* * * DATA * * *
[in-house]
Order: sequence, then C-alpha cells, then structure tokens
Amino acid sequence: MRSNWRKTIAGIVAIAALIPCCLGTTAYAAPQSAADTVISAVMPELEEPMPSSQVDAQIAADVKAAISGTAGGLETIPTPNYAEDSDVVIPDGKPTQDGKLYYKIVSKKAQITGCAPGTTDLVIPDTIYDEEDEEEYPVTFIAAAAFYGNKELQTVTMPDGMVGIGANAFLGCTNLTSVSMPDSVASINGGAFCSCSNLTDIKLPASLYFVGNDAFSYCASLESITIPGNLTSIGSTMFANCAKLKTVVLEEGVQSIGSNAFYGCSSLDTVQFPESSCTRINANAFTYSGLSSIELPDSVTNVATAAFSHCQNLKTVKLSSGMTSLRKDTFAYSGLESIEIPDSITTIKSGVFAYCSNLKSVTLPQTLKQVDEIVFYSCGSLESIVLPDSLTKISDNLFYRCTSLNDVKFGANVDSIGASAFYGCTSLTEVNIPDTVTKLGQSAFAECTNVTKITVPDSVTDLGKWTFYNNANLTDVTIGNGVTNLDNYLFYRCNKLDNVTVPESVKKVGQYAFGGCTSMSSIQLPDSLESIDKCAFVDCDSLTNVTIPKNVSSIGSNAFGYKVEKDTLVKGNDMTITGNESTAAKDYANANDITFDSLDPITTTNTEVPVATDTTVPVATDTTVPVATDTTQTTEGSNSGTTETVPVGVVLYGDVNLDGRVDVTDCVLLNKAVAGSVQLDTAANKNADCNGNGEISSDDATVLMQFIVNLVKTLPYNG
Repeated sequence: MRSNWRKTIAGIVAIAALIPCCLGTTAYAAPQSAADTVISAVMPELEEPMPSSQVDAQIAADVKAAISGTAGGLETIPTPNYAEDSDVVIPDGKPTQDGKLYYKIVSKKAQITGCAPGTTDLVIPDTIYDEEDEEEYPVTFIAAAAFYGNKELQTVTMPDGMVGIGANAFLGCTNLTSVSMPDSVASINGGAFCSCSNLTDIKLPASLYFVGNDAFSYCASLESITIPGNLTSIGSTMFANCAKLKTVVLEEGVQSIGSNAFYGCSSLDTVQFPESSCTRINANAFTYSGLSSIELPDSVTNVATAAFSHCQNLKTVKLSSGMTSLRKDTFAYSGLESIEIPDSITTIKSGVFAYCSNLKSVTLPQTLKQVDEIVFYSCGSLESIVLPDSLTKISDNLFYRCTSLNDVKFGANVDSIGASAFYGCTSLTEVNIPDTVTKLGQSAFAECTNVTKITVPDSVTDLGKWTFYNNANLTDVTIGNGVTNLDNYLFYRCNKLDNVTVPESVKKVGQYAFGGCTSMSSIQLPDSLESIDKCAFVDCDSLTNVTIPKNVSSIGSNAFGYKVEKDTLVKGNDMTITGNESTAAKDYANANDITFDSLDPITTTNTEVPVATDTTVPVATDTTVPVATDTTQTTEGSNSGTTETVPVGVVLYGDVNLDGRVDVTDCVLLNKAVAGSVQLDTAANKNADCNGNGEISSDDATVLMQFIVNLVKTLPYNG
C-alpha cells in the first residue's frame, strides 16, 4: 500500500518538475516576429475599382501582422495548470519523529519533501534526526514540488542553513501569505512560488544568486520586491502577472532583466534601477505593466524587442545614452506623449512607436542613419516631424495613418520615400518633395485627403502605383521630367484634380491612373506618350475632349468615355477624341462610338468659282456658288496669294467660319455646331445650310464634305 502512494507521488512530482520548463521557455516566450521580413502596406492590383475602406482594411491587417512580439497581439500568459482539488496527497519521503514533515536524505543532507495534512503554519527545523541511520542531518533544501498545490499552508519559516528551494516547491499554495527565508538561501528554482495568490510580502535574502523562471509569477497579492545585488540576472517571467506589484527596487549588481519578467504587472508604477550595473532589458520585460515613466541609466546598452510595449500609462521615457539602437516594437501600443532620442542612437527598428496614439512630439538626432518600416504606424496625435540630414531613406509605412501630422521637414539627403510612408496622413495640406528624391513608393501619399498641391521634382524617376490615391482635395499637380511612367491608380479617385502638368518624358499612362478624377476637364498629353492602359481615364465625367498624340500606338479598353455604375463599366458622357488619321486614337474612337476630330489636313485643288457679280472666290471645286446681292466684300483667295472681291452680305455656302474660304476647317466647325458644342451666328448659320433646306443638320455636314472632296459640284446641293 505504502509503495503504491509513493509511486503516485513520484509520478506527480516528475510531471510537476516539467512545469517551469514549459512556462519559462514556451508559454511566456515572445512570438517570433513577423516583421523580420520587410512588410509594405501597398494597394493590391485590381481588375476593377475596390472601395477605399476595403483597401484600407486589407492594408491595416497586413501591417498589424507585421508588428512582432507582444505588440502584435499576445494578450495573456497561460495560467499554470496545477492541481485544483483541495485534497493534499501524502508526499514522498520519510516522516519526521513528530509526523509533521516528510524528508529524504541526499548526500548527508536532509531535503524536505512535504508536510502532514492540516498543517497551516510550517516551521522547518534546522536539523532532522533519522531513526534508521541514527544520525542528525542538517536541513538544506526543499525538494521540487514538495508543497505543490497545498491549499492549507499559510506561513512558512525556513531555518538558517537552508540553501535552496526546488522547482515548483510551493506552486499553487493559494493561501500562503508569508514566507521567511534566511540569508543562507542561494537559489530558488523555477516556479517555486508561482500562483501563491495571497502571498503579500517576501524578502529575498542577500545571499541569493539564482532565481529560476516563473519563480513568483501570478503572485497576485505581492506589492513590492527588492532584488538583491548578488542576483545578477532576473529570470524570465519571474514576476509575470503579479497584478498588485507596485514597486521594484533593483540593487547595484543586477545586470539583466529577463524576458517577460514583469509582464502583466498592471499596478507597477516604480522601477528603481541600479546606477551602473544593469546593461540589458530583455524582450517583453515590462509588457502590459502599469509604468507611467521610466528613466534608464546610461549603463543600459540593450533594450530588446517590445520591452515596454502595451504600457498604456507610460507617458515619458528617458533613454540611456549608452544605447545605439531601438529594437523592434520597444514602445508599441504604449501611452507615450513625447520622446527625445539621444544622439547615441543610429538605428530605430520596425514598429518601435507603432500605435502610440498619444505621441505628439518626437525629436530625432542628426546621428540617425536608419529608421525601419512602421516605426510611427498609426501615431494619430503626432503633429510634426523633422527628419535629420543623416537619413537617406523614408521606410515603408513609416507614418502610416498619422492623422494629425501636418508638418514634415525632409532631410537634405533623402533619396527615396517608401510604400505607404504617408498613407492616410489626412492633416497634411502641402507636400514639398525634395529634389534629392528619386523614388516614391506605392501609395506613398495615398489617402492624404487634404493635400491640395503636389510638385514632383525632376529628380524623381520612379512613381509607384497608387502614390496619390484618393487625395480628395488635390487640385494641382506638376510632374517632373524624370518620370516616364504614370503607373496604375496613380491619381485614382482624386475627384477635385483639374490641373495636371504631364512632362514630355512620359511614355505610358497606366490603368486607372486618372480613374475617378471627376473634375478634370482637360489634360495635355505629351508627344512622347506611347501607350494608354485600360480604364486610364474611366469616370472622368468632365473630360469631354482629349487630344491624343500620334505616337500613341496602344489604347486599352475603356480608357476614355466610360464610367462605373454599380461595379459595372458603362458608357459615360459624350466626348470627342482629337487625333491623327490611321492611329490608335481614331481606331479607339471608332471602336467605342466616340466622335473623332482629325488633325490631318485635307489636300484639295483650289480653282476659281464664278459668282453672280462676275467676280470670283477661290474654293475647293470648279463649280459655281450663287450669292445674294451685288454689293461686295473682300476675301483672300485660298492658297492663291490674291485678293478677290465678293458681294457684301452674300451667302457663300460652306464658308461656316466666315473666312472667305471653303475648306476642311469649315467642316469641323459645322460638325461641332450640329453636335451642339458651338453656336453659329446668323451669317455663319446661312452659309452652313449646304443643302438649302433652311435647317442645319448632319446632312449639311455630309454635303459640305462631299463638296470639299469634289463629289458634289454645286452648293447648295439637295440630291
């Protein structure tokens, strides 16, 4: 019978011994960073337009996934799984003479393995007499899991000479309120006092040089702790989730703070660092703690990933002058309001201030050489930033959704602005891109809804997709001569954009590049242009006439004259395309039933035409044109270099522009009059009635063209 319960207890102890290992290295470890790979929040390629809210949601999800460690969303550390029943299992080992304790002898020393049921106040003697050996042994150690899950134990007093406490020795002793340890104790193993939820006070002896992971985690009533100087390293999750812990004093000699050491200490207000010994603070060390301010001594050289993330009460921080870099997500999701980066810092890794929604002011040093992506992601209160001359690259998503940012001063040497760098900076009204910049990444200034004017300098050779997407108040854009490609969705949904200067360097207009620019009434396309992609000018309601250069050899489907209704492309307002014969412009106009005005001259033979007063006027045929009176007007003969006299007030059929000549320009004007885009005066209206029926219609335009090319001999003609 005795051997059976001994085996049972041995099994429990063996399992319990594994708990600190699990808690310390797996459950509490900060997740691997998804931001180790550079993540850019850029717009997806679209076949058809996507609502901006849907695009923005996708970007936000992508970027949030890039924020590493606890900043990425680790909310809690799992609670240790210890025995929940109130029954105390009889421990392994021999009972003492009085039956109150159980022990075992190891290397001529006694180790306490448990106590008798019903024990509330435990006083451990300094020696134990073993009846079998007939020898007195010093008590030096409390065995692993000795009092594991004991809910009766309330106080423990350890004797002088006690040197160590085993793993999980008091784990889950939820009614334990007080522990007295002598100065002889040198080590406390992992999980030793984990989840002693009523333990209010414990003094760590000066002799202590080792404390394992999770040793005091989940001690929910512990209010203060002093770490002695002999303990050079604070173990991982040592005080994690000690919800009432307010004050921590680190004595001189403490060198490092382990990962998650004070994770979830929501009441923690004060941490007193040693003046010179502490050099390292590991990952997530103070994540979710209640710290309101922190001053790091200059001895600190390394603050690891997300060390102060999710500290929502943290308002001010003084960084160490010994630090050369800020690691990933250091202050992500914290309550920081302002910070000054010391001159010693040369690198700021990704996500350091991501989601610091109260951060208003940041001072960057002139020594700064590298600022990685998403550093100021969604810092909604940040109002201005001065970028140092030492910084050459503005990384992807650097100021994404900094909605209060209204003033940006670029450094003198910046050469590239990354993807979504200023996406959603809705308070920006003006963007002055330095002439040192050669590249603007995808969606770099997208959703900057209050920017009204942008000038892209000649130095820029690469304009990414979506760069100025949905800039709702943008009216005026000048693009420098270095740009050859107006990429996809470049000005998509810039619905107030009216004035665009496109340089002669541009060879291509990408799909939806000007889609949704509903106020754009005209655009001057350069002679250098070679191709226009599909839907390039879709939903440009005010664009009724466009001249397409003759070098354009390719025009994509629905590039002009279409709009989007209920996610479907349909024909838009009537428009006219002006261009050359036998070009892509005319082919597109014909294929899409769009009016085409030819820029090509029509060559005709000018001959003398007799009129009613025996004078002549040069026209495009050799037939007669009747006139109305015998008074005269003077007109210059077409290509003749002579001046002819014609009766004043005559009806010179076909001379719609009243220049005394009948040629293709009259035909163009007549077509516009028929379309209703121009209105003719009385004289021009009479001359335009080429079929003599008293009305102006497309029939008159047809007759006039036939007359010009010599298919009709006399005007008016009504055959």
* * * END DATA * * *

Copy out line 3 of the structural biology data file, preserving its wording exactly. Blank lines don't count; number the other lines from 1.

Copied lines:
Amino acid sequence: MRSNWRKTIAGIVAIAALIPCCLGTTAYAAPQSAADTVISAVMPELEEPMPSSQVDAQIAADVKAAISGTAGGLETIPTPNYAEDSDVVIPDGKPTQDGKLYYKIVSKKAQITGCAPGTTDLVIPDTIYDEEDEEEYPVTFIAAAAFYGNKELQTVTMPDGMVGIGANAFLGCTNLTSVSMPDSVASINGGAFCSCSNLTDIKLPASLYFVGNDAFSYCASLESITIPGNLTSIGSTMFANCAKLKTVVLEEGVQSIGSNAFYGCSSLDTVQFPESSCTRINANAFTYSGLSSIELPDSVTNVATAAFSHCQNLKTVKLSSGMTSLRKDTFAYSGLESIEIPDSITTIKSGVFAYCSNLKSVTLPQTLKQVDEIVFYSCGSLESIVLPDSLTKISDNLFYRCTSLNDVKFGANVDSIGASAFYGCTSLTEVNIPDTVTKLGQSAFAECTNVTKITVPDSVTDLGKWTFYNNANLTDVTIGNGVTNLDNYLFYRCNKLDNVTVPESVKKVGQYAFGGCTSMSSIQLPDSLESIDKCAFVDCDSLTNVTIPKNVSSIGSNAFGYKVEKDTLVKGNDMTITGNESTAAKDYANANDITFDSLDPITTTNTEVPVATDTTVPVATDTTVPVATDTTQTTEGSNSGTTETVPVGVVLYGDVNLDGRVDVTDCVLLNKAVAGSVQLDTAANKNADCNGNGEISSDDATVLMQFIVNLVKTLPYNG